Quad-Cities area voters soundly rejected four proposals to raise sales taxes and one to issue school bonds in Tuesday's primary election.
Rock Island and Whiteside counties rejected a one-cent sales tax to pay for school buildings, and Rock Island and Henry counties rejected a quarter-cent sales tax for public safety. Rockridge votes rejected a $14.5 million bond issue.
The proposed sales tax for schools was expected to generate $11.5 million for Rock Island County school districts and $4.2 million in Whiteside. The money generated would have only been used on school capital projects, either as direct funding or for related expenses such as paying off bonds, but not things like salaries, benefits, textbooks, computers or movable equipment.
The results in Rock Island County were 9,261 people voting against with 93.3 percent of precincts reporting as of about 10:30 p.m. At that time 7,412 people were reported to have voted for the measure.
As vote results were pending, Sarah Bohnsack — a member of YES Makes Cents For Students, the group supporting the measure — said that, if the measure lost, she was not sure how districts would fund their facilities needs.
In the weeks before the vote, supporters said the tax revenue would boost the economy, creating jobs through the projects and drawing people to the area because of improved schools. They said the revenue generated by the sales tax also could reduce school districts' reliance the property tax levy for capital projects.
Lawrence Bay, of Port Byron, opposed the sales tax measure. He said its defeat was a victory for Rock Island County consumers and Illinois government.
Opponents had said increasing the sales tax will widen the gap between the Illinois and Iowa sides of the Quad-Cities.
Iowa already has lower sales tax, they contended, so higher taxes in Rock Island County would drive more business and consumer dollars across the Mississippi River.
School districts freed from issuing bonds were also a concern, they said. Bonds usually require voter approval; less reliance on bonds could lessen voter influence on the districts.
The new tax money would have been distributed among districts based on enrollment.
Most of the districts, in the weeks before the election, drew up lists of projects they said would be made easier or possible by the sales tax if it were passed.
"I'm disappointed," said East Moline School District superintendent Kristen Humphries. The tax was really needed by the districts, he said. But he also understands the when people hear the word "tax" they often run the other way.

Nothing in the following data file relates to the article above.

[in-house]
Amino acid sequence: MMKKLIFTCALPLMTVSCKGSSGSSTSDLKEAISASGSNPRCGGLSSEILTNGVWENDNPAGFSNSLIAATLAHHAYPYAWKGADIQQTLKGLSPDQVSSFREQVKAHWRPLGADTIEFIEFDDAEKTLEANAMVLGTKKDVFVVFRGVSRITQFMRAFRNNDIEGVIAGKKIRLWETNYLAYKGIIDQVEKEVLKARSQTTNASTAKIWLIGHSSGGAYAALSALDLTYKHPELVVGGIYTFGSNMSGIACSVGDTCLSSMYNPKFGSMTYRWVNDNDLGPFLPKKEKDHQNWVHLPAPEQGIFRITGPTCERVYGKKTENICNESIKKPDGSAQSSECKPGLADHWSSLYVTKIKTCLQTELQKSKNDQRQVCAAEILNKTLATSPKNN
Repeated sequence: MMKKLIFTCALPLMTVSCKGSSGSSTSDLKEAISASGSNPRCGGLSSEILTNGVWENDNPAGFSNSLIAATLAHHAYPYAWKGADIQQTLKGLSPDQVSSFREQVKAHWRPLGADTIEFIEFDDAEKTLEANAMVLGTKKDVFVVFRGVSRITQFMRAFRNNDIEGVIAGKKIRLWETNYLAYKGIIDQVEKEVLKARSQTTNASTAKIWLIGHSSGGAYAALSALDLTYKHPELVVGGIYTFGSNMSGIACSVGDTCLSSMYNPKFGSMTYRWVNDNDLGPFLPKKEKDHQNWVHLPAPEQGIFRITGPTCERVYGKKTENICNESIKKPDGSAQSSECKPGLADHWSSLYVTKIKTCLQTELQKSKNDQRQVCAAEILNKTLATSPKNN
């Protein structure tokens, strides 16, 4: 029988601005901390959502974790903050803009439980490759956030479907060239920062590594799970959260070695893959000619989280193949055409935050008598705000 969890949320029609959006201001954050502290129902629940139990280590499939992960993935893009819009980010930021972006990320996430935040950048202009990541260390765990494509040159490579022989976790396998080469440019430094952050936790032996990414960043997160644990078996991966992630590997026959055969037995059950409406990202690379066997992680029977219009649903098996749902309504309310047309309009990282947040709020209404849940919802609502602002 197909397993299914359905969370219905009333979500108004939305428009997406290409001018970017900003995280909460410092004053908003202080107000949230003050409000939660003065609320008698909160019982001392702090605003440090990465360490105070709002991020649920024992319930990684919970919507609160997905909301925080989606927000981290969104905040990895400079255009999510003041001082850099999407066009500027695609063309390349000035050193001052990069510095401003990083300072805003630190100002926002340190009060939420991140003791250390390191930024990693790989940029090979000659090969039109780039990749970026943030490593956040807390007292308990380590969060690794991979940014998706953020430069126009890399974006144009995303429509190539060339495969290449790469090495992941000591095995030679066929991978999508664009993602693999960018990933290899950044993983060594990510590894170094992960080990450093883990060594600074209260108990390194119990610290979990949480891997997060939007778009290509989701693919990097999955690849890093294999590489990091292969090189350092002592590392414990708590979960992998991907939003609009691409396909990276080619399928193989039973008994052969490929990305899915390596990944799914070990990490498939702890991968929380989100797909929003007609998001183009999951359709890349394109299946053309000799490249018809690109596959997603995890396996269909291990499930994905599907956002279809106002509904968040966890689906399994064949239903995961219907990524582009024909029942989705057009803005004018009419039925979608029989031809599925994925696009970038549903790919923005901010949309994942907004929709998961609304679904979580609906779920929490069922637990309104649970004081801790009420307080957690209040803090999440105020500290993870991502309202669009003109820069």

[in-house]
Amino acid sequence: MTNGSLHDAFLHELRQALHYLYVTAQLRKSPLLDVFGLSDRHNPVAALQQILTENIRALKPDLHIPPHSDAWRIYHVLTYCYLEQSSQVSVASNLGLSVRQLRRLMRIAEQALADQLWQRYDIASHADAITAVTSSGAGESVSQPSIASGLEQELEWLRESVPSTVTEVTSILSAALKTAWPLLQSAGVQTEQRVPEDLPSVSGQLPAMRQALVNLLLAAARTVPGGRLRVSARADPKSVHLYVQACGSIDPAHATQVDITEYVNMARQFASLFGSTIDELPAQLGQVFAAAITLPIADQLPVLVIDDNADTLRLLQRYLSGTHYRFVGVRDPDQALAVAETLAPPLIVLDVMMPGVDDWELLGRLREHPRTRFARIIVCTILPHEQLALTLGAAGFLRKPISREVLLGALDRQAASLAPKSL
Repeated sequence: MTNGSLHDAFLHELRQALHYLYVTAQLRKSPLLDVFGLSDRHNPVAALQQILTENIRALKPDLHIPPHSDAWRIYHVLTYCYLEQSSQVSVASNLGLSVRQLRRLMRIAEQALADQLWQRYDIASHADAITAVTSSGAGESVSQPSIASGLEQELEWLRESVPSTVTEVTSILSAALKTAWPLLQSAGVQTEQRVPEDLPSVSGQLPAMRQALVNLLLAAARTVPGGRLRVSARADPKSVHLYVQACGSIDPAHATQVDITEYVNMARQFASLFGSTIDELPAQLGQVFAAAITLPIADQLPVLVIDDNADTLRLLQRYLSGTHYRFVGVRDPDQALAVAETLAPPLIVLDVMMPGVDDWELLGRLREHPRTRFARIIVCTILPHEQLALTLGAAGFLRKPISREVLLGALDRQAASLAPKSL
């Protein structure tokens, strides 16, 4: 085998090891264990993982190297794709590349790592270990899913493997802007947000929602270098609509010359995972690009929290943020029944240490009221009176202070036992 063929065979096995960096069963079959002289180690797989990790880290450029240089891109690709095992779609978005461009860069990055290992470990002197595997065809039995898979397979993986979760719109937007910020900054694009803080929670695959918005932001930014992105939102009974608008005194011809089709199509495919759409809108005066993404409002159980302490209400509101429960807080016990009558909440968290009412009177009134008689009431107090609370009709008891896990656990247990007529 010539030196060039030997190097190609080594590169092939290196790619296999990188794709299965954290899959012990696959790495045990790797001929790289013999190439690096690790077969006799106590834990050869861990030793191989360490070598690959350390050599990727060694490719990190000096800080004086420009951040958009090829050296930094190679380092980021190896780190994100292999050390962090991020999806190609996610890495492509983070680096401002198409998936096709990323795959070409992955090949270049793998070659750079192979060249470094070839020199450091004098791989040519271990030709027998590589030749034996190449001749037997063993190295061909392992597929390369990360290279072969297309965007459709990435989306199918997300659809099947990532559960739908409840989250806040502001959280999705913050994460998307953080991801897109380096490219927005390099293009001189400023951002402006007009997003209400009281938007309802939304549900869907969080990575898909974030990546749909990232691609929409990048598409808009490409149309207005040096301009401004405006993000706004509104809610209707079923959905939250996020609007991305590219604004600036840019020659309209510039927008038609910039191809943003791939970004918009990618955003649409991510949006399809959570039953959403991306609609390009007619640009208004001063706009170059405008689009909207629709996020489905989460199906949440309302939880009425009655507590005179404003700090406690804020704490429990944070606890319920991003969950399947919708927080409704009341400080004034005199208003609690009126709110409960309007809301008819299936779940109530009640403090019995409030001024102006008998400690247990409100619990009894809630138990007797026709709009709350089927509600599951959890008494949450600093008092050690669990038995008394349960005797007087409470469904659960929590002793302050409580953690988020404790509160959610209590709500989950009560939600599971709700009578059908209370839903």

The districts have largely said they will forgo the life-safety portion of the property tax levy should the sales tax pass. That portion is used on facilities projects, and the amount generated varies by district, though it is generally much less than what the sales tax was expected to collect.
Whiteside County, with 56 of 60 precincts reporting, showed 1,950 voters approving the sales tax proposal and 2,799 voting against it.
Like their Rock Island County counterparts, the Whiteside districts would have received their money based on enrollment, and many had lists of projects on which they hoped to use the money.
Today is Monday, Sept. 22, the 265th day of 2014. There are 100 days left in the year.
1864 -- 150 years ago: The board of education has granted Thursday as a holiday for the children, with the expectation that parents who desire to have their children attend the Scott County Fair will do so on that day and save irregularity the rest of the week. 1889 -- 125 years ago: The guard fence around the new cement walk at the Harper House has been removed. The blocks are diamond shape, alternating in black and white. 1914 -- 100 years ago: The Rev. R.B. Williams, former pastor of the First Methodist Church, Rock Island, was named superintendent of the Rock Island District. 1939 -- 75 years ago: Abnormally high temperatures and lack of rainfall in Illinois during the past week have speeded maturing of corn and soybean crops. 1964 -- 50 years ago: Installation of a new television system in St. Anthony's Hospital, which includes a closed circuit channel as well as the three regular Quad-Cities channels, has been completed and now is in operation. 1989 -- 25 years ago: When the new Moline High School was built in 1958, along with it were plans to construct a football field in the bowl near 34th Street on the campus. Wednesday afternoon, more than 30 years later, the Moline Board of Education Athletic Board sent the ball rolling toward the possible construction of that field by asking superintendent Richard Hennigan to take to the board of education a proposal to hire a consultant.